Child Custody Battles

November 30, 2010 by Maricopa County Court  
Filed under Child Custody, Family Court

By Brent Delaurentis -

One way to save money and win your child custody battles is representing yourself.

Don’t dismiss it. You can win your own case…

If you know what you’re doing.

When you hire a child custody lawyer, you’re hiring someone who knows the law. Your lawyer knows which laws apply to you and has the skills to represent you in court.

But family law-like all law-is based on common sense. If you have the time and the desire, you can acquire enough basic knowledge to represent yourself in your child custody battles.

Representing yourself-or being a pro per or pro se litigant-allows you to save substantially on lawyer’s fees. Unfortunately, you’ll also have to learn the court rules and procedures.

If you decide to represent yourself, you can seek out many resources for help, including legal typing services, divorce assistance centers, and self-help law books. You can even hire an attorney as a legal coach.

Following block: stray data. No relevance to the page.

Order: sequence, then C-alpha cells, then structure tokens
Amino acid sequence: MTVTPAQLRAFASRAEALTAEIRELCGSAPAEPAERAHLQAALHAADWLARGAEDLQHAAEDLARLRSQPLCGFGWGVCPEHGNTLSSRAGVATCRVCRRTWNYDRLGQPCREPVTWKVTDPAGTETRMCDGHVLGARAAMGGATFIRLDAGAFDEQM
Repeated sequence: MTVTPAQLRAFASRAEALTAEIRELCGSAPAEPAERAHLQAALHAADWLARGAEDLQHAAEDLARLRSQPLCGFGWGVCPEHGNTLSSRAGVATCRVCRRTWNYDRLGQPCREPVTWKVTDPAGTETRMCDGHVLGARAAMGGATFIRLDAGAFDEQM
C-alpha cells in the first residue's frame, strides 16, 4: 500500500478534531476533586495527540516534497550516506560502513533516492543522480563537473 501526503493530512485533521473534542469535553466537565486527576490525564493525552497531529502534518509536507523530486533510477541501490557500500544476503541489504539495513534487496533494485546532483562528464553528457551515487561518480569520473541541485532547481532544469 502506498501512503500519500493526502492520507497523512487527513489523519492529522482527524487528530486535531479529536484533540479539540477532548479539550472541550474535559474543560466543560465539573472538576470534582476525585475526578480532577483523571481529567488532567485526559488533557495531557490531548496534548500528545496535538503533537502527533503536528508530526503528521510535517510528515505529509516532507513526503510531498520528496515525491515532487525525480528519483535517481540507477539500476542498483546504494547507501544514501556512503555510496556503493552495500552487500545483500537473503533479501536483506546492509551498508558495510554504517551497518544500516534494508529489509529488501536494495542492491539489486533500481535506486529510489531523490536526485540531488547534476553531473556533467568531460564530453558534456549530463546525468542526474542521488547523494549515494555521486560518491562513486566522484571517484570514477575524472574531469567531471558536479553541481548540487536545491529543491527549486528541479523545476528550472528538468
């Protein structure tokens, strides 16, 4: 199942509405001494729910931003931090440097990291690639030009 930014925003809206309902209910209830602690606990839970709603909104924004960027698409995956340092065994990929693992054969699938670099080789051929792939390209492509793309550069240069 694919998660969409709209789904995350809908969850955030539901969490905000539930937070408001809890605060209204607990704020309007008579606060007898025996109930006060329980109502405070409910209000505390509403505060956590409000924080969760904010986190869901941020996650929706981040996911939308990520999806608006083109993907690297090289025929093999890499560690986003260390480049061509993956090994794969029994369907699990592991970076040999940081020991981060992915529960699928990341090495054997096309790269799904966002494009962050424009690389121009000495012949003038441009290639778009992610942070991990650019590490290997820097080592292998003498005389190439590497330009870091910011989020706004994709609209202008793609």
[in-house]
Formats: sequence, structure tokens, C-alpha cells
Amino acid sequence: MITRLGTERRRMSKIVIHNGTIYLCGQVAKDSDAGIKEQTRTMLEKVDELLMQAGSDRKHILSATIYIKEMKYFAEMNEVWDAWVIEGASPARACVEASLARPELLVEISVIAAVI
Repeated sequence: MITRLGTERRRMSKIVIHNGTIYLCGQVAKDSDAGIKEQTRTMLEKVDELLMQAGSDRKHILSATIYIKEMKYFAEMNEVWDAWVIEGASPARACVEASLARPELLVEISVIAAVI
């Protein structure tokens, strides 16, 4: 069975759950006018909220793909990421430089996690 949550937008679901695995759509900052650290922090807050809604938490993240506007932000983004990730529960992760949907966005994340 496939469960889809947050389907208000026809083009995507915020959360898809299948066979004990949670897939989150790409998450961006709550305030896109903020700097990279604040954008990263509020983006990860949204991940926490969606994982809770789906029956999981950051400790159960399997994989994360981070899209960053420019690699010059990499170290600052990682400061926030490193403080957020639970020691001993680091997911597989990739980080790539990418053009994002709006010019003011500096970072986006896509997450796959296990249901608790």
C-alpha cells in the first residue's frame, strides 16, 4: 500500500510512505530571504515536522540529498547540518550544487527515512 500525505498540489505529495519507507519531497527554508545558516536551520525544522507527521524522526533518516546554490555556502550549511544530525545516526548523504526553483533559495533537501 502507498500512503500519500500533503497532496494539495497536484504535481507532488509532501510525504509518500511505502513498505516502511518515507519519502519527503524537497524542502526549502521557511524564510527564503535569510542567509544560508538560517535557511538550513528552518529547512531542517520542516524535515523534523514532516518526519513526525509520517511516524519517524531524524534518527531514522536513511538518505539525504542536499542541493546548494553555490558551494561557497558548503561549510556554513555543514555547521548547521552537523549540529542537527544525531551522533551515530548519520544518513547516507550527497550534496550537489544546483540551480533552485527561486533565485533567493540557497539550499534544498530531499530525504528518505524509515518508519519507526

Pro Per

If you have to interact with the legal system during your child custody battles, either because you need to file some legal papers or because you must go to court, you’re not required to have a lawyer represent you. You can also represent yourself.

If you represent yourself, you are often called & pro per or pro se. Both are Latin phrases meaning “for yourself.”

Pro per litigants can do everything a lawyer can do, including:

o Write and prepare legal documents.

o Investigate prior judicial decisions.

o Conduct discovery.

o Negotiate settlements.

o Argue a case at trial.

Many people represent themselves. One Florida judge estimates that approximately 70% of the litigants who appear before him are pro pers. A California judge estimates that half

to three-quarters of the litigants he sees are pro pers. And the Los Angeles Times reports that as many as 84% of all child support cases involve at least one pro per

parent.

Representing yourself in child custody battles is a statutory right, and many people choose to do so. The right to self-represent, however, does not extend to representing others. Only licensed custody attorneys have the right to represent someone else.